“If you don’t know where you are going, any road will take you there.”

This quote from the song “Any Road” by George Harrison is a pretty good way to sum up a company’s path when it doesn’t have a well-developed and well-thought-out strategic plan.

A strategic plan is a road map, the primary purpose of which is to move a company from its present position to a point where the owners and CEO want to take it. The plan typically sets goals and charts a course over a period of several years and is reviewable at intervals established at the outset. A good strategic plan can also become an important tool enabling management to effectively communicate goals and action plans to the entire organization.

While the most important role of a CEO and the C-suite leadership team is to create and successfully execute the strategic plan, equally important is the board’s role in overseeing the company’s strategy and its development. There is a wide range of views about the preferred extent of a board’s role. A simple gauge of proper allocation of responsibility might be to ask — “If a Board is handling the load of developing strategy, what is the CEO, the person most familiar with the company on a day-to-day basis, up to?” On the other hand, if the board plays no helpful role, perhaps it’s time to find new board members.

At first glance, it sounds like a trivial observation that boards should be highly involved in corporate strategy. Directors themselves recognize the need: Collectively, they rate long-term strategic planning as the top issue demanding their attention. Shareholders and management are increasingly relying upon their boards to take a more hands-on approach in setting company strategy, as today’s leaders face many new challenges:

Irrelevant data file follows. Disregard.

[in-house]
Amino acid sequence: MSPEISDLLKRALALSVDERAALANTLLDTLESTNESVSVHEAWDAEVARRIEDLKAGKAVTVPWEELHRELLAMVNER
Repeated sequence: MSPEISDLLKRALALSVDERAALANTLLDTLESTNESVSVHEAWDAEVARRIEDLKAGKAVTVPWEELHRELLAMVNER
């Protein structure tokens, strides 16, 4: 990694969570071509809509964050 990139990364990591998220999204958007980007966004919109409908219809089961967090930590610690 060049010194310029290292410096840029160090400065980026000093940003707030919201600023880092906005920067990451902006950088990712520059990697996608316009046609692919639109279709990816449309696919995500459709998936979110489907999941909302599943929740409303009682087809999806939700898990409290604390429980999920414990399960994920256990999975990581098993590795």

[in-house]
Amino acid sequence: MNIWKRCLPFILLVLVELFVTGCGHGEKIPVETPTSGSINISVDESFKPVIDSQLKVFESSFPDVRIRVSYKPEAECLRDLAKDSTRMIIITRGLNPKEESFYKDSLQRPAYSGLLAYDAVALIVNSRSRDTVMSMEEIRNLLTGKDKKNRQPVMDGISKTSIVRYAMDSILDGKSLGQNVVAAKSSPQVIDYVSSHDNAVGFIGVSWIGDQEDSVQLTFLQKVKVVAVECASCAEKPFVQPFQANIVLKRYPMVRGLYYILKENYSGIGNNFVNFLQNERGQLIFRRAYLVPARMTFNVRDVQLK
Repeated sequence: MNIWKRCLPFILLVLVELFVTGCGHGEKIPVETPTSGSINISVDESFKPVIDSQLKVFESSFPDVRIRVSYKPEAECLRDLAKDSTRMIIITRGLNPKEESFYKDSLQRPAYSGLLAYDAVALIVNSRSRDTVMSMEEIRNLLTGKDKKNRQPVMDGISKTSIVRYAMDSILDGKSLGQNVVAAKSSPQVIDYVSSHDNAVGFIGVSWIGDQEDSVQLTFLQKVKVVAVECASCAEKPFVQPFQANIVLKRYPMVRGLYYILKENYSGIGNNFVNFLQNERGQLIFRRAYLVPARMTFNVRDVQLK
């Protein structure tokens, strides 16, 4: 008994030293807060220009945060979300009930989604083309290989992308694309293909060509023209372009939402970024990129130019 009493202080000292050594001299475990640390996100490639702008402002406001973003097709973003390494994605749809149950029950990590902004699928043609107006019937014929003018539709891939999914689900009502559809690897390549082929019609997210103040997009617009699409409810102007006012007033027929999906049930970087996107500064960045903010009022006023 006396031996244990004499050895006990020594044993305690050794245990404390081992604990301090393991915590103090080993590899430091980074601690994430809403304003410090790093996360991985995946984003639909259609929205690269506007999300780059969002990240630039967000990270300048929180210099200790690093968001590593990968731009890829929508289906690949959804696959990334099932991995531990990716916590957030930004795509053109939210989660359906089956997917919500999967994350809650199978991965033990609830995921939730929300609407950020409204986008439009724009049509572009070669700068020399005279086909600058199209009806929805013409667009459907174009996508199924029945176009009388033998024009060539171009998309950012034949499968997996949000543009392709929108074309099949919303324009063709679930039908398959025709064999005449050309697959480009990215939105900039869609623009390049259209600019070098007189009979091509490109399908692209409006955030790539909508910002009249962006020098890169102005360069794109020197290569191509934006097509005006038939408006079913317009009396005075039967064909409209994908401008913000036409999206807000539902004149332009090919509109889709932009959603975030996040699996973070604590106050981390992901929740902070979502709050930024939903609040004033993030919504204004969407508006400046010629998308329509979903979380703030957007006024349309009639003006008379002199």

• Corporate strategy is becoming more critical to a company’s well-being. A combination of macroeconomic factors, including a downward trend in aggregate global long-term growth and the disruptive effect of increasing technologically driven change, make it abundantly clear that simply extending historically effective strategies won’t suffice. The demise of Sears provides a striking example;
  • External political forces, such as complex trade disputes and more pressing social expectations in areas like diversity, play a large part in strategy;
  • Immediate and frequently competing board commitments can crowd out longer-term efforts such as strategy. A board’s legal priorities force more focus upon audit, compensation and governance issues. Heightened regulatory challenges, including the Sarbanes-Oxley Act, require a constant eye on compliance. And new risks continue to appear, such as cybersecurity, data privacy and harassment; and
  • The accelerating pace of change requires companies to continually review and re-evaluate their underlying strategic assumptions.

Role of Board of Directors in Strategic Planning

The very nature of a board’s relationship to its company and the modern corporate environment itself dictate the factors that define a board’s role in strategic planning:

  • Long-term focus. As mentioned above, a CEO, by necessity, lives in a day-to-day world, and shareholder pressure often ties the next big goal to the end of a quarter. Boards, on the other hand, exist apart from the daily challenges of the company. The board has the luxury to look to the future and mitigate some of the negative impacts of short-term thinking. It is from this vantage point that strategy is perhaps best contemplated.